Christen-Loper v. Bret's Electric, LLC

Filing 55

ORDER; 32 Defendant's Motion to Amend Answer to Assert an Additional Defense is GRANTED, by Magistrate Judge Kathleen M. Tafoya on 4/4/16.(morti, )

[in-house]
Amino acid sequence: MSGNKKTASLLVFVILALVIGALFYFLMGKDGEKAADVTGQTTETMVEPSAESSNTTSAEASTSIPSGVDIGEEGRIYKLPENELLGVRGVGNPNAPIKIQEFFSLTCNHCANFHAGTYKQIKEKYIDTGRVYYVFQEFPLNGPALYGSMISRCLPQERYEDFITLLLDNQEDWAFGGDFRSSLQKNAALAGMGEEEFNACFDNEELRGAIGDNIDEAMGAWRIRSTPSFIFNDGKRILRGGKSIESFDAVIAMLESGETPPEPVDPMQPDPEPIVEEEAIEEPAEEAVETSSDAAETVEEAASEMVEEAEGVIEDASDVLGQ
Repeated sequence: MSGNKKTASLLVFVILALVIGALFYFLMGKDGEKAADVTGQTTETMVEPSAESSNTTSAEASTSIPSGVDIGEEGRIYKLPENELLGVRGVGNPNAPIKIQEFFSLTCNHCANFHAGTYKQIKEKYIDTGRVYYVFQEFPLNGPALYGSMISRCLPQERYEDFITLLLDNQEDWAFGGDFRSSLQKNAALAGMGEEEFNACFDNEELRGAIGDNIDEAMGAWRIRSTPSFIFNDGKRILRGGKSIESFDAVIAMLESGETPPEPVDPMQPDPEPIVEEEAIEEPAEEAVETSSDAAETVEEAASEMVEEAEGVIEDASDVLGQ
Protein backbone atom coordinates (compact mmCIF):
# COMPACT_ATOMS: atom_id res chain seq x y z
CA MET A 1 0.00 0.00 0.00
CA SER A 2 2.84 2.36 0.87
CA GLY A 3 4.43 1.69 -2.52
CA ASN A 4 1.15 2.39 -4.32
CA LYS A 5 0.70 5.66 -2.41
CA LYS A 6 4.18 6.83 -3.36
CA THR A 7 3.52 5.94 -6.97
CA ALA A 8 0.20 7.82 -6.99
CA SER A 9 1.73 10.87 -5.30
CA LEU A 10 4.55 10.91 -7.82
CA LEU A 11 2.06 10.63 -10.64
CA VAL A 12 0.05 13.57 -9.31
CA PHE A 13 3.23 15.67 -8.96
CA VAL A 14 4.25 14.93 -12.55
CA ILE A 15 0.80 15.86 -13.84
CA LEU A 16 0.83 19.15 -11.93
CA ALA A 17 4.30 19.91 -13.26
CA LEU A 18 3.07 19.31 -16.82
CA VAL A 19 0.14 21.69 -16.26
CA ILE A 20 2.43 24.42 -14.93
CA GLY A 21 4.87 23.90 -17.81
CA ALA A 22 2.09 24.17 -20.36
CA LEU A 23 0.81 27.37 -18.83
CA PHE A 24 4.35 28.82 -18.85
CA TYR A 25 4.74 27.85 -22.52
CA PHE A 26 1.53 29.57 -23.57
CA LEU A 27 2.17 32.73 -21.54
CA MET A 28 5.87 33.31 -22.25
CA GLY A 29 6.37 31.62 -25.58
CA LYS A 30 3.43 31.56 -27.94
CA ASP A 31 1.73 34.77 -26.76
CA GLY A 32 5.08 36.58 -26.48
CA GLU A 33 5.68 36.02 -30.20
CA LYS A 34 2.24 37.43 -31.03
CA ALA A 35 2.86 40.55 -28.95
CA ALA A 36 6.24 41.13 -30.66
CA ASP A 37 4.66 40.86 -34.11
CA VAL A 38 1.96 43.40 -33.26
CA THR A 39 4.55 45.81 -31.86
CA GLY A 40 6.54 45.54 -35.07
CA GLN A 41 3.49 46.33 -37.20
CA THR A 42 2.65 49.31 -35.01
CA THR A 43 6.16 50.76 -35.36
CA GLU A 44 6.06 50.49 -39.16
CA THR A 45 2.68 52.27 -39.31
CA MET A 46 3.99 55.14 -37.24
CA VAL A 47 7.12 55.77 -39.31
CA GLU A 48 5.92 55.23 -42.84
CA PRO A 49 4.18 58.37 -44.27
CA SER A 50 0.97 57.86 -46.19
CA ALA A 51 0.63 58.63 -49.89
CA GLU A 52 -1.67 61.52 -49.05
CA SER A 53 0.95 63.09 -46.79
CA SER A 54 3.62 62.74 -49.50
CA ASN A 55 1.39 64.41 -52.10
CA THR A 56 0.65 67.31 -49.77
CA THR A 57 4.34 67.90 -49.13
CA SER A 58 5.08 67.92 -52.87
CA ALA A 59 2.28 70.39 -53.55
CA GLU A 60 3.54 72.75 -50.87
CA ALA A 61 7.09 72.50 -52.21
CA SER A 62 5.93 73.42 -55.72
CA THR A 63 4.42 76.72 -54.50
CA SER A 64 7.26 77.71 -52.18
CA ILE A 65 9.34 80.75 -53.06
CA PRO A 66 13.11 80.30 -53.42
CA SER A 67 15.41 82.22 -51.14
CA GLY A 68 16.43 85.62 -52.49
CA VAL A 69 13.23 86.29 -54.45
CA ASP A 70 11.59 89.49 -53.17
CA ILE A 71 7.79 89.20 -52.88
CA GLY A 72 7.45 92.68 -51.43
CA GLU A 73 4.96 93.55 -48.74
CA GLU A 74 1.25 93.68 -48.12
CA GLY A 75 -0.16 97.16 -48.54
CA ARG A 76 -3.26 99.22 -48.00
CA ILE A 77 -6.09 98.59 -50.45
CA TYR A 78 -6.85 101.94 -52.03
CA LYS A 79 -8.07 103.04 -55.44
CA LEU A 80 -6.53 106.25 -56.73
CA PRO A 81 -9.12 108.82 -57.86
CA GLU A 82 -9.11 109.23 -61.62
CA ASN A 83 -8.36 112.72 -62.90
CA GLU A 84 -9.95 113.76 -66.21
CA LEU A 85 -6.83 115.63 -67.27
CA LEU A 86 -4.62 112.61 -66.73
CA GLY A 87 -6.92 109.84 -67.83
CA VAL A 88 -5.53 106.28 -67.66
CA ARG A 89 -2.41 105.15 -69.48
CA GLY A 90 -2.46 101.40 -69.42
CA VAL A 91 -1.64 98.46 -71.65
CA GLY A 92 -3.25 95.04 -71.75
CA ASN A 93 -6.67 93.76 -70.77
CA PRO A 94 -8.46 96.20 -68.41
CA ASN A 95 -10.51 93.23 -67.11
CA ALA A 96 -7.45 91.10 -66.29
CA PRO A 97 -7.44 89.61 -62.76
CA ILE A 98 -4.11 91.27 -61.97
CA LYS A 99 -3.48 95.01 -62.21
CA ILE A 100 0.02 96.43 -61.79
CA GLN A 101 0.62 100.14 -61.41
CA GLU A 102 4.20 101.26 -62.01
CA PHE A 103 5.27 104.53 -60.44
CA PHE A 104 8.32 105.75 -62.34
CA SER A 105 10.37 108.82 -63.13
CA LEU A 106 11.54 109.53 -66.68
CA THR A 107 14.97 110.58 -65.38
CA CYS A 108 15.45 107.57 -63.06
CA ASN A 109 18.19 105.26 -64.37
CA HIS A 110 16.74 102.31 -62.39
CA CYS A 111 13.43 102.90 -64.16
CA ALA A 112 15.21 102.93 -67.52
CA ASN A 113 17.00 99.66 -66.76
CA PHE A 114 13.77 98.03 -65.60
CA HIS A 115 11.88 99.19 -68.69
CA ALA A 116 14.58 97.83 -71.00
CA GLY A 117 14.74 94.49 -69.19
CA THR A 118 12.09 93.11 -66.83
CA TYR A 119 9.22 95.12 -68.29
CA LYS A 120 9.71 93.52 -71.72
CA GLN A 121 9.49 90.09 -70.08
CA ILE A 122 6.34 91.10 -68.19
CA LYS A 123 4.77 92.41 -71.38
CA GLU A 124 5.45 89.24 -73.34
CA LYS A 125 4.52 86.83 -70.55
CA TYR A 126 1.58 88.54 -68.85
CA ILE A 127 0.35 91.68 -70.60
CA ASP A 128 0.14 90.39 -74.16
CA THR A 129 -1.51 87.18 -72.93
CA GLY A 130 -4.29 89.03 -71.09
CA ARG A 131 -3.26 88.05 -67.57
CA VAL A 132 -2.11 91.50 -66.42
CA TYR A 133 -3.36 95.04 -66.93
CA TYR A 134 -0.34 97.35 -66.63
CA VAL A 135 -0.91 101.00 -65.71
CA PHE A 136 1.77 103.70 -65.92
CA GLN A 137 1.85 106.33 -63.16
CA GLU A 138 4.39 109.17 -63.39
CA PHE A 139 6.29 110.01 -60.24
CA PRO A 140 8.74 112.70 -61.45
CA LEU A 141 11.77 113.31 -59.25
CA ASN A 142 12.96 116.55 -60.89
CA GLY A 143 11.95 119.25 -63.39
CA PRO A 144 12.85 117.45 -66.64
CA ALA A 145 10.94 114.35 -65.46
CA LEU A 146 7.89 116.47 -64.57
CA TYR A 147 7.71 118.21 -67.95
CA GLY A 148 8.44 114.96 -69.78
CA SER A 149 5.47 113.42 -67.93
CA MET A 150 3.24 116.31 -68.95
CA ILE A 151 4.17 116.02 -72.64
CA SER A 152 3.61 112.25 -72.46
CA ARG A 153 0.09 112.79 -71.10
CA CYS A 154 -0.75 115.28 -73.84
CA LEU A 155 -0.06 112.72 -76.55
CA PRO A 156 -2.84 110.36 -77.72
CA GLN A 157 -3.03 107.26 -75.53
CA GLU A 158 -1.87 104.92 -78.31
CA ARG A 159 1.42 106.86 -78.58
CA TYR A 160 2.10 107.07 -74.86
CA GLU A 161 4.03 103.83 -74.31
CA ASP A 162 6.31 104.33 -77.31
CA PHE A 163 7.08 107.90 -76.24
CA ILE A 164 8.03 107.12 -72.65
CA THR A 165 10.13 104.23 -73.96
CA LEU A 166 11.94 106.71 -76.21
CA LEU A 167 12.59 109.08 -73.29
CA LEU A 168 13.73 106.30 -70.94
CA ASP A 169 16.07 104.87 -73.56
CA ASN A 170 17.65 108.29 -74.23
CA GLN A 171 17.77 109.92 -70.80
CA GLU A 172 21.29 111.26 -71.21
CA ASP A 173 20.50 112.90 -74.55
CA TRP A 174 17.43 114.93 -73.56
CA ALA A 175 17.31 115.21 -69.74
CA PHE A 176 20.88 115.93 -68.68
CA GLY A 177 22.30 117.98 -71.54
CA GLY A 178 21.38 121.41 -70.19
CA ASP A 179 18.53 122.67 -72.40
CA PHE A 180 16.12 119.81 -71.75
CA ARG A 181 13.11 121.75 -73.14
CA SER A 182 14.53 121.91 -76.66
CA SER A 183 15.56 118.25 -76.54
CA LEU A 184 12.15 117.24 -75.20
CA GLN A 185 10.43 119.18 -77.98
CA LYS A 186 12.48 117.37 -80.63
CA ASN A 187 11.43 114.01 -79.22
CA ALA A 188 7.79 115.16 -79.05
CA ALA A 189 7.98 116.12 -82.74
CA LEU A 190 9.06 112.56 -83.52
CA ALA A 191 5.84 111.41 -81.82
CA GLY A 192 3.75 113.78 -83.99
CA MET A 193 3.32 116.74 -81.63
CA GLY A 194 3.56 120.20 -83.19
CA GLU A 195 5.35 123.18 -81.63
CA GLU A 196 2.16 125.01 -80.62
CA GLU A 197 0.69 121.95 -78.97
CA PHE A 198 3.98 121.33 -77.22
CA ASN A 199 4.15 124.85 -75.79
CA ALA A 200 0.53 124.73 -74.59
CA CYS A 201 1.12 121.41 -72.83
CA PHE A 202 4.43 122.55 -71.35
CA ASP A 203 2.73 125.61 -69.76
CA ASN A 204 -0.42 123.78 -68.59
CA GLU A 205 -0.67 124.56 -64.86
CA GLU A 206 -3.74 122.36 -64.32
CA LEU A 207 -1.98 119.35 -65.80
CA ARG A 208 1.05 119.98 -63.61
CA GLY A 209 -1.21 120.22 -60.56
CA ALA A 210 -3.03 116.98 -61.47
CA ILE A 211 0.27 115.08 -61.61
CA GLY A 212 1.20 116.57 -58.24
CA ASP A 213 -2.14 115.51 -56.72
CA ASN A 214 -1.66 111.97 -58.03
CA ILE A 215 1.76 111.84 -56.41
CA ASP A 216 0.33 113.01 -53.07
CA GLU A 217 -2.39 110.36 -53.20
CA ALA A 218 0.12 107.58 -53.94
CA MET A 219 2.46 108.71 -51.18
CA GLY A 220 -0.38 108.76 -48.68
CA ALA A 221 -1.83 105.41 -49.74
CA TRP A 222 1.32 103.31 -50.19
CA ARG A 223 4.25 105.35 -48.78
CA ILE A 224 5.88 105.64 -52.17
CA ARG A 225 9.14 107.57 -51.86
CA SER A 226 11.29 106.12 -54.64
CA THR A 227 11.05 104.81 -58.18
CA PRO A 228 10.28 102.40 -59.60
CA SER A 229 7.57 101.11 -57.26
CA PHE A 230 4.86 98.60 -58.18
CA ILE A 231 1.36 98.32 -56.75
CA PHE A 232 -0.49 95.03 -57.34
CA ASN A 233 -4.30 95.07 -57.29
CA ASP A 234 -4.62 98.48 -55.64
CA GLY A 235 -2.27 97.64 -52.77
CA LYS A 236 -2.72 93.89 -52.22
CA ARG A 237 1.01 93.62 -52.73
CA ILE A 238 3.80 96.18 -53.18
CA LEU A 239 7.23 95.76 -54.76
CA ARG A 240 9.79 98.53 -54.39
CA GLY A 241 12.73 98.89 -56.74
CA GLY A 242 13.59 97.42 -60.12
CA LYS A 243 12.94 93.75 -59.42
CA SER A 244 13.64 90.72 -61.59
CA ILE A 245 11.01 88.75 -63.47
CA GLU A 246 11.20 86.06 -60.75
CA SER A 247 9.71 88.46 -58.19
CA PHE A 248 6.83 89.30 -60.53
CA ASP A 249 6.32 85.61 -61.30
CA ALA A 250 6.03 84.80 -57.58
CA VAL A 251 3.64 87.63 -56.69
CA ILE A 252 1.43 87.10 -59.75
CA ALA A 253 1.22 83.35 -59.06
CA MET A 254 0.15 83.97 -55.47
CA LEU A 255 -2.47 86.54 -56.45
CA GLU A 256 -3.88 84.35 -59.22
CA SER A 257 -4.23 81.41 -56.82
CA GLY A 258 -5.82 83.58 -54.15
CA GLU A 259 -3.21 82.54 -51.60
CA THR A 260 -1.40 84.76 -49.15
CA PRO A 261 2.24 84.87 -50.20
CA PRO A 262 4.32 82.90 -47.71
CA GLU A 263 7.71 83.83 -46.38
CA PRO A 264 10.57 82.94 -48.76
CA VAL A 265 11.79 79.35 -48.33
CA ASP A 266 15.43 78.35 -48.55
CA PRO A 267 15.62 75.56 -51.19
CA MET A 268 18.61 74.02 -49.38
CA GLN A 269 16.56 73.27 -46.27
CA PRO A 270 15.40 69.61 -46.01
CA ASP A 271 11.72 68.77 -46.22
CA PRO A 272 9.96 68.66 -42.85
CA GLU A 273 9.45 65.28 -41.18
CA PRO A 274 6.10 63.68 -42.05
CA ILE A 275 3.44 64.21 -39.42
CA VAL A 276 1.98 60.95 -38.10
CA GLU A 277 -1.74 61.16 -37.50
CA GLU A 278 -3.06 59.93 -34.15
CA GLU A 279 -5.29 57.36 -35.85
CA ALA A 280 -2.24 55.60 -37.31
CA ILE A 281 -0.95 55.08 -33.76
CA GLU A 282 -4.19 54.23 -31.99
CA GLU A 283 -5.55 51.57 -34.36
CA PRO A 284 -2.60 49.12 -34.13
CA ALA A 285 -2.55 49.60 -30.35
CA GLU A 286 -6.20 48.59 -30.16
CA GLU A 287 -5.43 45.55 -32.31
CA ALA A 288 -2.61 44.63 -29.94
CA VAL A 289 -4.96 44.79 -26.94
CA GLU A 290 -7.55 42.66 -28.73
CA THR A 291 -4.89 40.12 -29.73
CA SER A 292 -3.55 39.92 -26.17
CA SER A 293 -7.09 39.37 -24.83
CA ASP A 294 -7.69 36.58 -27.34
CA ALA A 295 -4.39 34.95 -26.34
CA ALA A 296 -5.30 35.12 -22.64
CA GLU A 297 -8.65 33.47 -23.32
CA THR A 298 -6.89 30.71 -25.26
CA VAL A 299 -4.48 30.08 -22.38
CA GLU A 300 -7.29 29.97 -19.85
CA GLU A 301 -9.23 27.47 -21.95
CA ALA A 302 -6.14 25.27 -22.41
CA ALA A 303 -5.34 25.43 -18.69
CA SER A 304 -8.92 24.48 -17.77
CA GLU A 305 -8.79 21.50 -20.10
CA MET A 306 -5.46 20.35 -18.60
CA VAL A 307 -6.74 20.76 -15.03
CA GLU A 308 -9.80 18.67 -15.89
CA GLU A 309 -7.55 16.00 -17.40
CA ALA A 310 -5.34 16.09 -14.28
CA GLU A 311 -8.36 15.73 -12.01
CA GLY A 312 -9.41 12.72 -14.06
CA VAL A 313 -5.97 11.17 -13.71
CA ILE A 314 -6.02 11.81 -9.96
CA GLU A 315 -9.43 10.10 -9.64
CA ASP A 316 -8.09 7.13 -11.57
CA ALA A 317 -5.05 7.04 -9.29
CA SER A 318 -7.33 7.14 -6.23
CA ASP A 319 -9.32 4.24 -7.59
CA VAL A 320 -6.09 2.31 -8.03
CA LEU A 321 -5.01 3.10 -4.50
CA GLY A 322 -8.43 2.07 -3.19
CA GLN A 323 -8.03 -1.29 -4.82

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IN THE UNITED STATES DISTRICT COURT FOR THE DISTRICT OF COLORADO Magistrate Judge Kathleen M. Tafoya Civil Action No. 15–cv–00496–RM–KMT NANCI CHRISTEN-LOPER, a Colorado resident, Plaintiff, v. BRET’S ELECTRIC, LLC, a Colorado corporation, Defendant. ORDER This matter is before the court on “Defendant’s Motion to Amend Answer to Assert an Additional Defense,” (Doc. No. 32), to which Plaintiff has responded (Doc. No. 37) and Defendant has replied. (Doc. No. 43.) BACKGROUND Plaintiff filed her complaint on March 9, 2015. (See generally Doc. 1 “Comp.”) By this action, Plaintiff asserts that Defendant violated the Americans with Disabilities Act, 42 U.S.C. §12101, et seq. and the Colorado Anti-Discrimination Act (“CADA”), Colo. Rev. Stat. § 24-34301, et seq. She also asserts a claim for wrongful discharge in violation of Colorado public policy and intentional infliction of emotional distress. Defendant seeks to add an affirmative defense relative only to Plaintiff’s claim for intentional infliction of emotional distress. Therefore, the court will set forth those facts pertinent to this claim. In her Complaint, Plaintiff sets forth the following allegations: (1) Defendant disciplined her for visiting her doctor (Comp. at 5-6, 9) ; (2) Defendant disciplined her for taking medical leave (Id at 5-6, 9); (3) Defendant yelled at her (Id. at 4, 9); (4) On November 18, 2013, Bret Martin, one of Defendant’s owners, threw papers at Plaintiff, telling her to “take the God damn thing” (Id. at 4); (5) On November 20, 2013, Mr. Martin escalated a disagreement with Plaintiff by standing over her and yelling, hitting a wall and shouting obscenities (Id. at 4); (6) Defendant engaged in the aforementioned actions knowing that Plaintiff was suffering from bi-polar disorder, had recently been in an automobile accident and had a family member threaten suicide (Id. at 3, 7, 9); (7) Defendant terminated her employment when she was in the hospital on suicide watch by having its attorney deliver a termination letter to her home (Id. at 6-7, 9).1 By this motion, Defendant seeks to assert the defense that the Colorado Worker’s Compensation Act is Plaintiff’s exclusive remedy for her intentional infliction of emotional distress claim. ANALYSIS A. Fed. R. Civ. P. 16 The Scheduling Order entered in this case set a deadline of August 3, 2015 for the parties to amend pleadings. (Doc. No. 14 at 13.) Defendant did not file its request to amend until December 3, 2015, but contends it did not learn of the basis for the Worker’s Compensation Act defense until he received certain of Plaintiff’s discovery responses and took Plaintiff’s deposition in October 2015. Because Defendant filed its motion after the deadline, the court employs a twostep analysis, first determining whether Defendant has shown good cause to modify the 1 The court notes that in response to Defendant’s Motion to Dismiss, Plaintiff also relied upon each of these allegations as supporting her intentional infliction of emotional distress claim. (Doc. No. 16 at 7-8.) 2 scheduling order under Federal Rule of Civil Procedure 16(b), and then evaluating whether Defendant has satisfied the standard for amendment of pleadings under Federal Rule of Civil Procedure 15(a).2 This court has stated: Rule 16(b)'s “good cause” standard is much different than the more lenient standard contained in Rule 15(a). Rule 16(b) does not focus on the bad faith of the movant, or the prejudice to the opposing party. Rather, it focuses on the diligence of the party seeking leave to modify the scheduling order to permit the proposed amendment. Properly construed, “good cause” means that the scheduling deadlines cannot be met despite a party’s diligent efforts. In other words, this court may modify the schedule on a showing of good cause if [the deadline] cannot be met despite the diligence of the party seeking the extension. Pumpco, Inc. v. Schenker Int’l, Inc., 204 F.R.D. 667, 668 (D. Colo. 2001) (citations and internal quotations omitted). Plaintiff does not challenge Defendant’s stated good cause for the late nature of its request to amend its pleading. Thus, the court finds Defendant has shown good cause to amend the scheduling order and request to amend its pleading. B. Fed. R. Civ. P. 15 Once Defendant has shown good cause for modifying the scheduling order, it must also satisfy the requirements of Rule 15(a) for amending the pleadings. Under Rule 15(a), a court 2 The court employs this two-step analysis, notwithstanding the fact that the Tenth Circuit “has not yet decided whether a party seeking to amend its pleadings after the scheduling order deadline must show ‘good cause’ for the amendment under Rule 16(b) in addition to the Rule 15(a) requirements.” Strope v. Collins, 315 F. App’x 57, 62 n.4 (10th Cir. 2009) (internal quotation omitted); cf. Bylin v. Billings, 568 F.3d 1224, 1231 n.9 (10th Cir. 2009) (acknowledging that “[m]ost circuits have held that when a party amends a pleading after a deadline set by a scheduling order, Rule 16 and its ‘good cause’ standard are implicated.”) (collecting cases); Minter v. Prim Equip. Co., 451 F.3d 1196, 1205 n.4 (10th Cir. 2006) (citing SIL–FLO, Inc. v. SFHC, Inc., 917 F.2d 1507, 1518–19 (10th Cir. 1990)) (explaining that the Tenth Circuit “adopted a similar interpretation of Rule 16(b)'s ‘good cause’ requirement in the context of counterclaims asserted after the scheduling order deadline, but has not yet done so in the context of an amendment to the complaint”). 3 should allow a party to amend its pleadings “when justice so requires.” Fed. R. Civ. P. 15(a). The grant or denial of an opportunity to amend is within the discretion of the court, but “outright refusal to grant the leave without any justifying reason appearing for the denial is not an exercise of discretion; it is merely abuse of that discretion and inconsistent with the spirit of the Federal Rules.” Foman v. Davis, 371 U.S. 178, 182 (1962). “Refusing leave to amend is generally only justified upon a showing of undue delay, undue prejudice to the opposing party, bad faith or dilatory motive, failure to cure deficiencies by amendments previously allowed, or futility of amendment.” Frank U.S. West, Inc., 3 F.3d 1357, 1365 (10th Cir. 1993). However, “Rule 15(a) does not restrict a party's ability to amend its pleadings to a particular stage in the action.” Minter, 451 F.3d at 1205. Plaintiff’s only argument against Defendant’s request to add this defense is based upon futility. (See generally Doc. No. 37.) The applicable standard for assessing the futility of a proposed amendment is not entirely settled. Defendant cites to case law indicating that a proposed amendment should be considered futile when it would not withstand a motion to dismiss. (Doc. No. 43 at 2) (citing Corp. Stock Transfer, Inc. v. AE Biofuels, Inc., 663 F. Supp. 2d 1056, 1061 (D. Colo. 2009)). The Tenth Circuit has indicated that proposed amendments are futile when the amended pleading “would be subject to dismissal for any reason, including that amendment would not survive a motion for summary judgment.” Watson ex rel. Watson v. Beckel, 242 F.3d 1237, 1240–41 (10th Cir. 2001). Notwithstanding Watson, the Tenth Circuit has at other times indicated that “[t]he futility question is functionally equivalent to the question of whether a complaint may be dismissed for failure to state a claim.” Gohier v. Enright, 186 F.3d 1216, 1218 (10th Cir.1999). Other courts have attempted to resolve this seeming conflict 4 by considering the stage of the litigation before deciding which standard to apply. See Street v. Curry Bd. of Cnty. Comm’rs, No. Civ. 06–0776 JB/KBM, 2008 WL 2397671, at *13 (D.N.M. Jan. 30, 2008). Nevertheless, the court finds it need not resolve this apparent conflict because, as discussed infra, even applying a summary judgment standard, the court finds the proposed amendment is not futile. Plaintiff relies on Archer v. Farmer Bros. Co., 70 P.3d 495 (Colo. App. 2002) to argue it would be futile to allow Defendant’s proposed amendment because the “Colorado Court of Appeals has explicitly held that the [Worker’s Compensation] Act provides no defense to an outrageous conduct claim based on the termination of an employee who is on medical leave.” (Doc. No. 37 at 1.) In Archer, the plaintiff asserted an intentional infliction of emotional distress claim against his employer following his termination. Id. at 497-98. According to the decision, the claim was based upon the following facts presented at trial and on appeal, viewed in the light most favorable to the plaintiff: Farmer’s VP, Henshaw, and Rawson all believed that Archer had suffered a heart attack just five days before the termination and were aware that Archer was out on indefinite sick leave. Although Archer had not missed a day of work in eight years, Henshaw and Rawson both knew he had been absent from work for four days before his termination. Farmer’s VP ordered Archer’s termination from employment. When Henshaw initially demurred, Farmer’s VP told him, “I don't give a shit if [Archer] is on his deathbed, if I tell you to fire him, that’s what you will do, or I’ll get somebody who will.” Henshaw thereafter carried out his instructions, without inquiring further about the status of Archer’s health, evaluating the possible medical consequences of delivering such news while Archer was ill, or discussing alternative means to deliver the news. Instead, Henshaw and Rawson went in search of Archer, ending up at Archer’s mother-in-law’s home. In the twenty years Henshaw and Rawson had known Archer, they had never visited him or been invited to his home. Upon arrival at his mother-in-law’s home, they entered uninvited. 5 Neither Henshaw nor Rawson announced the purpose of their visit or asked about Archer’s health. Upon entering the spare bedroom, they found Archer lying in bed, not fully clothed. Without asking Archer whether he was fit to discuss work matters or when he intended to return to work, they peremptorily announced that they had his termination papers, which they needed him to initial. Archer had a reputation as an accomplished branch manager, was fast approaching retirement, and, even though he was being investigated for alleged misconduct, had no reason to anticipate that he would be fired by Farmer. Consequently, news of his firing came as a shock to him. Noticeably upset by the incident, Archer demanded that Henshaw and Rawson leave the premises. According to Archer’s doctor, Archer’s health was in such a delicate condition that the termination incident could have triggered a fatal heart attack. Archer attempted to commit suicide that evening. Id. at 499-500. In reviewing the precise terms of the Worker’s Compensation Act, the court determined that it did not apply to the plaintiff’s claim. The Act is an employee’s exclusive remedy against an employer or coworkers for personal injuries where, as pertinent here, “at the time of the injury, the employee is performing service arising out of and in the course of the employee’s employment.” Section 8–41–301(1)(b), C.R.S.2001 (emphasis supplied); see § 8– 41–102, C.R.S.2001 (abolishing causes of action against employer). *** As used in the Act, the phrase “in the course of” refers to the time, place, and circumstances under which a work-related injury occurs. Horodyskyj v. Karanian, supra, 32 P.3d at 475. “The ‘course of employment’ requirement is satisfied when it is shown that the injury occurred within the time and place limits of the employment relation and during an activity that had some connection with the employee’s job-related functions.” Popovich v. Irlando, 811 P.2d 379, 383 (Colo.1991) (the exclusivity provision must be strictly limited to injuries sustained where both the tortfeasor and the victim are acting in the course of employment). See 1 Larson's Workers’ Compensation Law § 12.01, at 12–1 (2000). Id. 6 Based on the facts alleged, the court determined that the Worker’s Compensation Act did not apply because “[a]lthough Henshaw and Rawson were engaged in work-related activity, Archer was not. Inasmuch as he was away from work on approved sick leave, the incident did not occur within the time or space parameters of his employment. Further, when terminated, Archer was not making sales, supervising staff, delivering goods, or attending to any other workrelated duty; rather, he was resting in bed, an activity unrelated to his employment.” Id. In the present case, Plaintiff argues that the Worker’s Compensation Act does not apply to her intentional infliction of emotional distress claim because, like the plaintiff in Archer, Plaintiff “was terminated by Defendant when she was on medical leave, recovering from a lifethreatening illness. . . . And just as in Archer, when she was terminated, she was not involved in any work-related activity.” (Doc. No. 37 at 3-4.) As a result, she contends that the amendment would be futile and therefore, Defendant’s request should be denied. However, Plaintiff was clear not only in her Complaint but also in her response to Defendant’s motion to dismiss challenging the sufficiency of her claim, that the supporting allegations are not limited to the manner in which her termination occurred but also include various events that occurred during the course of her employment. As previously noted, Plaintiff alleges that, in addition to the events surrounding her termination, Defendant disciplined her for visiting her doctor and for taking medical leave and that Mr. Martin also yelled and cursed at her, and on one occasion, did so while standing over her and hitting a wall above her head and on another, while he threw papers at her. (Comp. at 3-7, 9; see also Doc. No. 16 at 7-8.) There are no allegations indicating that these events occurred somewhere other than Defendant’s location and during the work day. In other words, these alleged events occurred while the plaintiff was 7 performing “service arising out of” and “in the course of” her employment, thereby directly implicating the Worker’s Compensation Act. Colo. Rev. Stat. § 8-41-301(1)(b). Plaintiff argues that if any of the alleged actions supporting an intentional infliction of emotional distress claim occurs outside of the plaintiff’s employment, as contemplated under the Worker’s Compensation Act, then the Act does not apply. Specifically, Plaintiff states, Plaintiff has explicitly pled that her Outrageous Conduct claim is not confined to ‘the time and space parameters of [her] employment.’ Archer, 70 P.3d at 497-98, but includes actions taken against her when she was not working, i.e. terminating her while she was hospitalized. (Doc. No. 1, Complaint, ¶¶ 21-23). Because Plaintiff’s claim is not constrained to the ‘time and place limits’ of her employment, Archer, 70 P.3d at 497-98, but is based on Defendants’ [sic] termination of her when she was away from work and in the hospital, Defendant’s proposed defense is contrary to law. Id. (Doc. No. 37 at 4.) Plaintiff’s argument in this regard wholly depends on the premise that Archer stands for the proposition that if any of the alleged conduct supporting an intentional infliction of emotional distress claim occurs outside of the time and space parameters of employment, then the Worker’s Compensation Act does not apply. Indeed, with regard to Archer, Plaintiff states, “Crucially, in reaching its decision the Court found that, even though some of Defendants’ actions were work related (i.e. the plaintiff was investigated while at work, Defendants’ employees delivered the termination notice to Plaintiff’s home), the claim was not barred by the Act because the entire conduct ‘did not occur within the time or space parameters of his employment.’ Id.” (Doc. No. 37 at 3.) However, the court disagrees with Plaintiff’s interpretation of Archer and its application to this case. Though the Archer court noted that the plaintiff was being investigated for misconduct, nowhere in the decision does the court indicate this was a factual allegation supporting the claim 8 at issue. Within the recited facts noted above, the court stated, “Archer had a reputation as an accomplished branch manager, was fast approaching retirement, and, even though he was being investigated for alleged misconduct, had no reason to anticipate that he would be fired by Farmer. Consequently, news of his firing came as a shock to him.” Archer, 70 P.3d at 500. Clearly, the court does not indicate the investigation was part of his claim. Further, although the Archer court does note the fact that the defendants were engaged in employment activities at the time of the termination, the relevant factor in determining the Act did not apply to the plaintiff’s claim was that the plaintiff was not engaged in employment activity during the events supporting his claim. Id. at 498 (“Although Henshaw and Rawson were engaged in work-related activity, Archer was not. Inasmuch as he was away from work on approved sick leave, the incident did not occur within the time or space parameters of his employment.”) By contrast, during at least some of the allegations supporting Plaintiff’s claim herein, she was clearly engaged in her employment. While a state court might someday rule that if any events supporting an intentional infliction of emotional distress claim occur while the plaintiff is not engaged in employment then the Act does not apply, Colorado courts have not so held at this time. See Jones v. Denver Post Corp., 203 F.3d 748, 757 (10th Cir. 2000) (“When exercising jurisdiction over pendent state claims, we must apply the substantive law of the forum state . . . .”). Further, while it is unclear to what extent the Worker’s Compensation Act will preclude Plaintiff’s claim for intentional infliction of emotional distress, that issue will likely be best resolved through questions of fact rather than law. The court finds Defendant’s assertion of the Worker’s Compensation Act as the exclusive remedy for Plaintiff’s intentional infliction of emotional distress claim is not futile. 9 Accordingly, it is ORDERED that “Defendant’s Motion to Amend Answer to Assert an Additional Defense” (Doc. No. 32) is GRANTED. Dated this 4th day of April, 2016. 10